Boulder County, Colorado

Thirty miles northwest of Denver, Colorado, on the front range of the Rocky Mountains, Boulder County encompasses 10 municipalities among vast public lands including parts of a wilderness area and Rocky Mountain National Park. The county is a world-class recreation area and destination for a growing high-tech workforce. Much of this scenic landscape is highly prone to wildfires.

Boulder County has endured several large fires, most notably the Fourmile Canyon Fire in 2010 that burned a critical watershed and resulted in $217 million in insurance claims.

In response to this risk, Boulder County has undertaken several efforts to improve planning around the wildland-urban interface (WUI). CPAW and Headwaters Economics profiled Boulder County in 2016 as a leading urban community. Boulder County’s unique strategies include:

  • Specifically addressing wildfire in the Comprehensive Plan. Identifying community objectives and guiding future development throughout the county, the Boulder County Comprehensive Plan explicitly incorporates wildfire. Development in higher-risk, mountainous areas requires special consideration of building construction and design, landscaping, defensible space, access, and water availability.
  • Detailed Community Wildfire Protection Plan. The Boulder County Community Wildfire Protection Plan (CWPP) is an exemplary online document including 45 maps and links to video interviews, homeowner insurance information, and more. The plan was created through a collaborative process between hundreds of residents, fire personnel, and administrative staff. Its purpose is to protect property and save lives, enhance the environment, and promote a sense of community.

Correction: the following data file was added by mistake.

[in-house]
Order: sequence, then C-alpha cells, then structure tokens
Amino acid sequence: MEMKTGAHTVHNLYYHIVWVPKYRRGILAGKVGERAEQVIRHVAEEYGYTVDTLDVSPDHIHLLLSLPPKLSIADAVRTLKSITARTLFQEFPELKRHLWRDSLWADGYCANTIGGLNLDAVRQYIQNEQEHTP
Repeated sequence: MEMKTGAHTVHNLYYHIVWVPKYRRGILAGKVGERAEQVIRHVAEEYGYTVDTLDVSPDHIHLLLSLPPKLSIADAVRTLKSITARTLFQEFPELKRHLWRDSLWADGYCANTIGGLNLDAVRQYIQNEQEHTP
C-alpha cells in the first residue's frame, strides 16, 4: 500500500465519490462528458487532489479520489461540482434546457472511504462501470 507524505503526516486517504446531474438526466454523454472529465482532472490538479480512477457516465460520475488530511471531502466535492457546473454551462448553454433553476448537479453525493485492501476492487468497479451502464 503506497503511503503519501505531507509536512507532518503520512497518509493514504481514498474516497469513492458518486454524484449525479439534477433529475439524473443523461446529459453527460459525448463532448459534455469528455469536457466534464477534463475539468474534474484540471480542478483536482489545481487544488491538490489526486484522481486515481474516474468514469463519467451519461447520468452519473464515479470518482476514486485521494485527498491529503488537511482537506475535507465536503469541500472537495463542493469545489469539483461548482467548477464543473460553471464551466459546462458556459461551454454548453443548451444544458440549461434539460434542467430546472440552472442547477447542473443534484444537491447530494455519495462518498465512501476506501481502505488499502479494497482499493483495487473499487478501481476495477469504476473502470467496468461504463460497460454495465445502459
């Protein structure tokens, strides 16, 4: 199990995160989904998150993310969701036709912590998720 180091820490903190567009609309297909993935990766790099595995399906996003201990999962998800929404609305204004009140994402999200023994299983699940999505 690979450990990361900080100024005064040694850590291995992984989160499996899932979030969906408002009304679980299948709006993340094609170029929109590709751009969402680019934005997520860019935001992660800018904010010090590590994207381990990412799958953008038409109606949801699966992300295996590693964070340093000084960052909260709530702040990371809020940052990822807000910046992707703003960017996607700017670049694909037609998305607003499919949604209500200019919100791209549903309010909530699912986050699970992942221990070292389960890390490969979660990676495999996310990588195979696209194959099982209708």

• Individual Property Assessments. Complementing the county CWPP and regulatory efforts is an innovative countywide program called Wildfire Partners. Launched in 2014, this unique public-private partnership is funded by Boulder County and grants from the Federal Emergency Management Agency (FEMA) and the state Department of Natural Resources. Wildfire Partners helps property owners conduct site assessments with hazard mitigation specialists, provides a customized report that prioritizes risk-reduction actions, subsidizes mitigation costs, provides wildfire advisory contacts, and conducts follow-up inspections. Property owners within the designated Wildland-Urban Interface (WUI) are eligible to participate. Homeowners who complete recommended risk reduction actions are issued a certificate that can be submitted to insurance companies. Certificates can also be uploaded for real estate property records. In two years the program has reached more than 8,000 property owners, conducted more than 700 site assessments, and issued 172 certificates.

The CPAW team sees Boulder County efforts as great examples of collaboration. Municipal fire departments engage with land use planning departments to identify priorities for wildfire protection. Developers are notified early and provided clear information about wildfire risk reduction requirements. Homeowners are supported in their efforts to reduce wildfire risk. Working together, Boulder County communities protect their lands and abundant natural resources.

Read more about Boulder’s innovative strategies in this report.


  • Population (2015): 319,372
  • Growth Rate (2000-2015): 19%
  • Fuel Type: Open grasslands, pine and mixed conifer stands, mature forests with heavy downed wood.